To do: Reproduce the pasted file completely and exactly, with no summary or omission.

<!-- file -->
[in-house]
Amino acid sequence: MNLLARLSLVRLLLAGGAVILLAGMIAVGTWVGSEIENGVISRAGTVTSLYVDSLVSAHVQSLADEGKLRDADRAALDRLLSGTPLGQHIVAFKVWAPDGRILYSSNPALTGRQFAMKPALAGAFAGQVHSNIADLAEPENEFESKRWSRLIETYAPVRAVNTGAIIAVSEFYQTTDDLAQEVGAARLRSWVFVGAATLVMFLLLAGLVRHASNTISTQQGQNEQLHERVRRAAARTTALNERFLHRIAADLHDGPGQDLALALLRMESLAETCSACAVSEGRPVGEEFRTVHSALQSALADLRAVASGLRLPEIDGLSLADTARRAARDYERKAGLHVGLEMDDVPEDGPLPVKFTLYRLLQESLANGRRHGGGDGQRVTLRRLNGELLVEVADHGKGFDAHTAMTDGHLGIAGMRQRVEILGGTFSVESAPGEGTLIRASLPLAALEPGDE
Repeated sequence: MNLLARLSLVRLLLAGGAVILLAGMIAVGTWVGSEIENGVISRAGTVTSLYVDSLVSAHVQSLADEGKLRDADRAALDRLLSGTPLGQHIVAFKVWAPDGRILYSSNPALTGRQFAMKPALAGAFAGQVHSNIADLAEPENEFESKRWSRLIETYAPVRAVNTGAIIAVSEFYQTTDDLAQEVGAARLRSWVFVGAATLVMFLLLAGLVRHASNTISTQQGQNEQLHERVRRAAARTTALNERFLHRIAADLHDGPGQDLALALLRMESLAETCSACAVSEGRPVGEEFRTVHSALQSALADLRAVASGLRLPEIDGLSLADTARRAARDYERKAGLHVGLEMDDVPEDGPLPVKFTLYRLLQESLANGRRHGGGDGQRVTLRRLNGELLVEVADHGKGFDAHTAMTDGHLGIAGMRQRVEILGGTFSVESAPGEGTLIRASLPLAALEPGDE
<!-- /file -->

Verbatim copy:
[in-house]
Amino acid sequence: MNLLARLSLVRLLLAGGAVILLAGMIAVGTWVGSEIENGVISRAGTVTSLYVDSLVSAHVQSLADEGKLRDADRAALDRLLSGTPLGQHIVAFKVWAPDGRILYSSNPALTGRQFAMKPALAGAFAGQVHSNIADLAEPENEFESKRWSRLIETYAPVRAVNTGAIIAVSEFYQTTDDLAQEVGAARLRSWVFVGAATLVMFLLLAGLVRHASNTISTQQGQNEQLHERVRRAAARTTALNERFLHRIAADLHDGPGQDLALALLRMESLAETCSACAVSEGRPVGEEFRTVHSALQSALADLRAVASGLRLPEIDGLSLADTARRAARDYERKAGLHVGLEMDDVPEDGPLPVKFTLYRLLQESLANGRRHGGGDGQRVTLRRLNGELLVEVADHGKGFDAHTAMTDGHLGIAGMRQRVEILGGTFSVESAPGEGTLIRASLPLAALEPGDE
Repeated sequence: MNLLARLSLVRLLLAGGAVILLAGMIAVGTWVGSEIENGVISRAGTVTSLYVDSLVSAHVQSLADEGKLRDADRAALDRLLSGTPLGQHIVAFKVWAPDGRILYSSNPALTGRQFAMKPALAGAFAGQVHSNIADLAEPENEFESKRWSRLIETYAPVRAVNTGAIIAVSEFYQTTDDLAQEVGAARLRSWVFVGAATLVMFLLLAGLVRHASNTISTQQGQNEQLHERVRRAAARTTALNERFLHRIAADLHDGPGQDLALALLRMESLAETCSACAVSEGRPVGEEFRTVHSALQSALADLRAVASGLRLPEIDGLSLADTARRAARDYERKAGLHVGLEMDDVPEDGPLPVKFTLYRLLQESLANGRRHGGGDGQRVTLRRLNGELLVEVADHGKGFDAHTAMTDGHLGIAGMRQRVEILGGTFSVESAPGEGTLIRASLPLAALEPGDE